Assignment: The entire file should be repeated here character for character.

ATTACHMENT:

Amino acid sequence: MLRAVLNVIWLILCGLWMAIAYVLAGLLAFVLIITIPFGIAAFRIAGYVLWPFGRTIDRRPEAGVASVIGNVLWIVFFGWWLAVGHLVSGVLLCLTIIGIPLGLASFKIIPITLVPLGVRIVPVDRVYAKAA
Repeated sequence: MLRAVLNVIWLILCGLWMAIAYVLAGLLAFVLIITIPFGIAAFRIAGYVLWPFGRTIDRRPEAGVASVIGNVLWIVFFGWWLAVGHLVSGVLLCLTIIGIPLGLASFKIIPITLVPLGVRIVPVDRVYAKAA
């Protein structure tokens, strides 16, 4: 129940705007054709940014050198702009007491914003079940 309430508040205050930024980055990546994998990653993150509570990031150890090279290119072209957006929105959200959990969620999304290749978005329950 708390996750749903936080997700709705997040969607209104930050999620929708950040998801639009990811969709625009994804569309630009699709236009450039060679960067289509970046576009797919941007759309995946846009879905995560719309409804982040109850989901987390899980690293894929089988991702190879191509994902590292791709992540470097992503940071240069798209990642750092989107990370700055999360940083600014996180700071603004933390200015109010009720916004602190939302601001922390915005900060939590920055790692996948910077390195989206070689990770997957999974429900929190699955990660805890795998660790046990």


Amino acid sequence: MLRAVLNVIWLILCGLWMAIAYVLAGLLAFVLIITIPFGIAAFRIAGYVLWPFGRTIDRRPEAGVASVIGNVLWIVFFGWWLAVGHLVSGVLLCLTIIGIPLGLASFKIIPITLVPLGVRIVPVDRVYAKAA
Repeated sequence: MLRAVLNVIWLILCGLWMAIAYVLAGLLAFVLIITIPFGIAAFRIAGYVLWPFGRTIDRRPEAGVASVIGNVLWIVFFGWWLAVGHLVSGVLLCLTIIGIPLGLASFKIIPITLVPLGVRIVPVDRVYAKAA
């Protein structure tokens, strides 16, 4: 129940705007054709940014050198702009007491914003079940 309430508040205050930024980055990546994998990653993150509570990031150890090279290119072209957006929105959200959990969620999304290749978005329950 708390996750749903936080997700709705997040969607209104930050999620929708950040998801639009990811969709625009994804569309630009699709236009450039060679960067289509970046576009797919941007759309995946846009879905995560719309409804982040109850989901987390899980690293894929089988991702190879191509994902590292791709992540470097992503940071240069798209990642750092989107990370700055999360940083600014996180700071603004933390200015109010009720916004602190939302601001922390915005900060939590920055790692996948910077390195989206070689990770997957999974429900929190699955990660805890795998660790046990």